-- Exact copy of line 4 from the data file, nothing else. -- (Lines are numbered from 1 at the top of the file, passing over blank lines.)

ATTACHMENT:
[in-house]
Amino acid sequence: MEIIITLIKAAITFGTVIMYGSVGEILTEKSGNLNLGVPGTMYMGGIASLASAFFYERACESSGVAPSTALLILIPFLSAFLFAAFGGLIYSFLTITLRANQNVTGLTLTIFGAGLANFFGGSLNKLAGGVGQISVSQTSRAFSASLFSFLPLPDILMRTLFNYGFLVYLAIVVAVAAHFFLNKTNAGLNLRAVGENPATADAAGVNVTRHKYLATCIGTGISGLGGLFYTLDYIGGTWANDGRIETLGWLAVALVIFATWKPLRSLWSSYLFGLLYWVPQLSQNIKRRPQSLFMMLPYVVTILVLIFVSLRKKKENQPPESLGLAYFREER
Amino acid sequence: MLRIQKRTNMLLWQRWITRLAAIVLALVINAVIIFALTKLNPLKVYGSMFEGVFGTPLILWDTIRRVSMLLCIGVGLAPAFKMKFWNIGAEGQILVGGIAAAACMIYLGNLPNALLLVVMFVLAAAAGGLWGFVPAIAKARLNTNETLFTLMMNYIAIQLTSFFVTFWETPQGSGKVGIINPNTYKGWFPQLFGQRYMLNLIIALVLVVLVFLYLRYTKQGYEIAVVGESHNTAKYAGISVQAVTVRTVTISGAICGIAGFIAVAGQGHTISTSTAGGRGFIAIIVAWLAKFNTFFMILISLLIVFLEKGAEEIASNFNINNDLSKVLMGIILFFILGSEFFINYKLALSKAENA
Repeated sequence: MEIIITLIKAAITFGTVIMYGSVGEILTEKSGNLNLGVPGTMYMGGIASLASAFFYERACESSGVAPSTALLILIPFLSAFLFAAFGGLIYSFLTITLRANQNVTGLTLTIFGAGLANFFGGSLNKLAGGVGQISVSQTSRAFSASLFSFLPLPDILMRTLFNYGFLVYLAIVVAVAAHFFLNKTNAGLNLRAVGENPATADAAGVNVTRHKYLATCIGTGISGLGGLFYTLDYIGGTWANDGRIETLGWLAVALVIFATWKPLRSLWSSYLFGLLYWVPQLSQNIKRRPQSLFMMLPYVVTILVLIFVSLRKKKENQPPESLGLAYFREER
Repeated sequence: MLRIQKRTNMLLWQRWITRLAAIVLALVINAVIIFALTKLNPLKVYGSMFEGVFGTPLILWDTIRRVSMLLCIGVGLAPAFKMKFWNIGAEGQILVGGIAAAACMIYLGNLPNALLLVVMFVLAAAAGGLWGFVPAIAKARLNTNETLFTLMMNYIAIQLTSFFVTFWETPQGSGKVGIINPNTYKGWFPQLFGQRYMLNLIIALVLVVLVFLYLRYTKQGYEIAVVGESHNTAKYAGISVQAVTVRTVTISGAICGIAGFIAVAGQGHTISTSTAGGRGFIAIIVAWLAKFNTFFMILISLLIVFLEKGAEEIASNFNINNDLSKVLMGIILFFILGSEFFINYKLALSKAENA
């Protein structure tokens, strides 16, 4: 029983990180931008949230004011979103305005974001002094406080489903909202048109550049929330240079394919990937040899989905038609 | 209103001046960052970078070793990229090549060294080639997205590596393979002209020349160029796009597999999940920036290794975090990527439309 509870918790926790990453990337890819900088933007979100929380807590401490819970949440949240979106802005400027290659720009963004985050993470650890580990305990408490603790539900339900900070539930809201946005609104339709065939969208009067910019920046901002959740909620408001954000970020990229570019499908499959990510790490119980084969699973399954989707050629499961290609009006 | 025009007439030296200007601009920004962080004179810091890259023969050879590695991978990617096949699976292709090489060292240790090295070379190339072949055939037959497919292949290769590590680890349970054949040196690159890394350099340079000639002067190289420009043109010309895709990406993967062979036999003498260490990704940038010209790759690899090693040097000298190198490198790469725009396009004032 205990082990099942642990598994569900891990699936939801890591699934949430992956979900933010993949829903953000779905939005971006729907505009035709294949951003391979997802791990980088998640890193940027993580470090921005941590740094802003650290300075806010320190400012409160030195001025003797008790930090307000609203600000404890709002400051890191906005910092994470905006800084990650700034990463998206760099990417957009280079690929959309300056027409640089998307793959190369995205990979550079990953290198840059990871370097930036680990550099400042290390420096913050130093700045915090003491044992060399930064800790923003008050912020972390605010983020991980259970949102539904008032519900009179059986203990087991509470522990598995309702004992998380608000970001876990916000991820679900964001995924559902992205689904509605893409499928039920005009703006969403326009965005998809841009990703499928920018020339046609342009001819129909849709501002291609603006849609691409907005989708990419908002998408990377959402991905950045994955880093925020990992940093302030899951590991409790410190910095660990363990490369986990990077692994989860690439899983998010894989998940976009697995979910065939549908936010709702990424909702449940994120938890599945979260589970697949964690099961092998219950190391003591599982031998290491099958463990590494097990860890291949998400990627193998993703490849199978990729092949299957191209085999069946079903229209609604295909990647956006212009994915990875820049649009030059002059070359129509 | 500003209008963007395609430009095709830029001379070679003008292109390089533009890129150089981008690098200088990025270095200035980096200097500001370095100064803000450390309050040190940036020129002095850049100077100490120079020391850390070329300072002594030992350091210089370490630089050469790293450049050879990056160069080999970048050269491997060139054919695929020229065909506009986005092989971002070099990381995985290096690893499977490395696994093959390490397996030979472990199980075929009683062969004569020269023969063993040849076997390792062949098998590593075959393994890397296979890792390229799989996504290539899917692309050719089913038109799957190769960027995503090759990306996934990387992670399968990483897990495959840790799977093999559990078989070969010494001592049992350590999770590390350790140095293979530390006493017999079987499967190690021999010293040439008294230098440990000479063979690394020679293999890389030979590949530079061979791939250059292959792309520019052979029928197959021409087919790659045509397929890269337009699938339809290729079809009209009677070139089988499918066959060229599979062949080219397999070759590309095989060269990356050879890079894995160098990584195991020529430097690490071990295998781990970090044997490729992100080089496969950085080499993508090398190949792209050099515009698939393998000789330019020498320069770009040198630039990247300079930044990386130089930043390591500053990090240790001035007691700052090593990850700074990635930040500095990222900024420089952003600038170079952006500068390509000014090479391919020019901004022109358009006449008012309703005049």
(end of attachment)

Repeated sequence: MEIIITLIKAAITFGTVIMYGSVGEILTEKSGNLNLGVPGTMYMGGIASLASAFFYERACESSGVAPSTALLILIPFLSAFLFAAFGGLIYSFLTITLRANQNVTGLTLTIFGAGLANFFGGSLNKLAGGVGQISVSQTSRAFSASLFSFLPLPDILMRTLFNYGFLVYLAIVVAVAAHFFLNKTNAGLNLRAVGENPATADAAGVNVTRHKYLATCIGTGISGLGGLFYTLDYIGGTWANDGRIETLGWLAVALVIFATWKPLRSLWSSYLFGLLYWVPQLSQNIKRRPQSLFMMLPYVVTILVLIFVSLRKKKENQPPESLGLAYFREER